Fitness app PumpUp leaked health data, private messages
A popular fitness app that claims over six million users was leaking private and sensitive data, including health information and private messages sent between users. PumpUp, an Ontario-based company, bills itself as a fitness community, allowing subscribers to discover new workouts and record their results, and get advice from fitness coaches and other users. But the company left a core backend server, hosted on Amazon’s cloud, exposed without a password, allowing anyone to see who was signing on and who was sending messages — and their contents — in real-time.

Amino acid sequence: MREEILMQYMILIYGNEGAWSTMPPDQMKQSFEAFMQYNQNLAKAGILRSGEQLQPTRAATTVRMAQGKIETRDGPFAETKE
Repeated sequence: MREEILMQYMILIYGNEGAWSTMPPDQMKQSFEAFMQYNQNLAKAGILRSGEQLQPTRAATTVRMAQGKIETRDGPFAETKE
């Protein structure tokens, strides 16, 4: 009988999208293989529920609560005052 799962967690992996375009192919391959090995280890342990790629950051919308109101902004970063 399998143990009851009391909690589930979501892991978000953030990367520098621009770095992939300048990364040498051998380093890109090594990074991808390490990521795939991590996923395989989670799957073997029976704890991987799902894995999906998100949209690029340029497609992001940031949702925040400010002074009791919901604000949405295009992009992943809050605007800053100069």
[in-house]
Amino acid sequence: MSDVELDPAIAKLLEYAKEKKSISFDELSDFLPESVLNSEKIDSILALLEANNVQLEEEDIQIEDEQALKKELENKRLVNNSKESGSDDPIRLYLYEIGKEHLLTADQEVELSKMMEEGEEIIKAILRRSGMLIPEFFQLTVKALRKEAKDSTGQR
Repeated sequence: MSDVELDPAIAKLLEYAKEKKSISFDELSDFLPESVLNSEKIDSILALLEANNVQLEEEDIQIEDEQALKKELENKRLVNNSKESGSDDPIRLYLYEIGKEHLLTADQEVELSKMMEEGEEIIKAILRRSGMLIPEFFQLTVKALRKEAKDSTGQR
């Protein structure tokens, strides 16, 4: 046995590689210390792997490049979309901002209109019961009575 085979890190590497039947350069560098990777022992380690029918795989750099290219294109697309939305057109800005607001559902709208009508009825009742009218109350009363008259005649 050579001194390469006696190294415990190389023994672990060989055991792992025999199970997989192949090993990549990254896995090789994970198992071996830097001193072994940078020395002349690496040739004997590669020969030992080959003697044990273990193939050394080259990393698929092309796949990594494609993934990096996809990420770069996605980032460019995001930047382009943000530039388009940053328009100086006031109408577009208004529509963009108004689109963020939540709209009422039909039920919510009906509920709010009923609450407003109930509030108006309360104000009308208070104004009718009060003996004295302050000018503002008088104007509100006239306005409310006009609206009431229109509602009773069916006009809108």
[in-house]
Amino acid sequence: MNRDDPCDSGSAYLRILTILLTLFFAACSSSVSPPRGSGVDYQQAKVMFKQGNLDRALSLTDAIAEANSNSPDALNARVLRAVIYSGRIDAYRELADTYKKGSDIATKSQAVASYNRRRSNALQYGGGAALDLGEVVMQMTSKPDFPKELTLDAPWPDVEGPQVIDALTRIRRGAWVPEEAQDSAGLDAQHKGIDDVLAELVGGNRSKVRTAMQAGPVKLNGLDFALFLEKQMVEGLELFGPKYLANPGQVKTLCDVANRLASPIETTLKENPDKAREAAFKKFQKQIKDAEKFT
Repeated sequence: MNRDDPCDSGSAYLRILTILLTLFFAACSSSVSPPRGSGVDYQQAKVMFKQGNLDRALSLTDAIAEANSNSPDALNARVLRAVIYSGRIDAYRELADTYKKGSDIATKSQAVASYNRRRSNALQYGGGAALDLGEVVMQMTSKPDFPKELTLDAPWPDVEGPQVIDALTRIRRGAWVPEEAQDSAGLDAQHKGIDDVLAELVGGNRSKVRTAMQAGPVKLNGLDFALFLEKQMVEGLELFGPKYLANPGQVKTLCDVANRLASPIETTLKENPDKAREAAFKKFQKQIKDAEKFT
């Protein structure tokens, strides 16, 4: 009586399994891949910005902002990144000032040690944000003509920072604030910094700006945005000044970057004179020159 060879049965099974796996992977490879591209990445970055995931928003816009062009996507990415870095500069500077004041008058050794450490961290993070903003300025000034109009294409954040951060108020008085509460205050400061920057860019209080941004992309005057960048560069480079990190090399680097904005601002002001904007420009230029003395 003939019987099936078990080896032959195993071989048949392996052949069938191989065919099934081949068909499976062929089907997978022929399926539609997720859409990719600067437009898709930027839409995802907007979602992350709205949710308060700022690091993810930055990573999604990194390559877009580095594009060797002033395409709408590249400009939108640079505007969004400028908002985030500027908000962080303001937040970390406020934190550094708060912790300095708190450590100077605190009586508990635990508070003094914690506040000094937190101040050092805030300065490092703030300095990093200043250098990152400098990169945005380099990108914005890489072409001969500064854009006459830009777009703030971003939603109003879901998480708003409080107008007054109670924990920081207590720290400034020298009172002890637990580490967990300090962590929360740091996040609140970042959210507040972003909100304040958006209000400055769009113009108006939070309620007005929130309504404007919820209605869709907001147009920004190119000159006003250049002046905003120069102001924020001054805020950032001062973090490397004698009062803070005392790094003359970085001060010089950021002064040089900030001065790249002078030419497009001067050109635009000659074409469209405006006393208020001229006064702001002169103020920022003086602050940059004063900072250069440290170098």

The server, now secured, acts as a messaging broker, directing user requests and private messages to other app users. The broker uses the little-known MQTT protocol, which developers often use for communicating with Internet of Things devices and phone apps, thanks to its low bandwidth, which cuts down on server costs and data overheads. The protocol is transitory, so anyone can see the real-time stream of data, rather than accessing a vast centralized data store.
Each time a user sent a message to another user, the app exposed user profile data — and the private contents of that message. The exposed data included email addresses, dates of birth, gender, and the city or town of the user’s location and timezone. The data also included the user’s app bio, workout and activity goals, and users’ full resolution profile photos, who a user has blocked, and if the user has rated the app.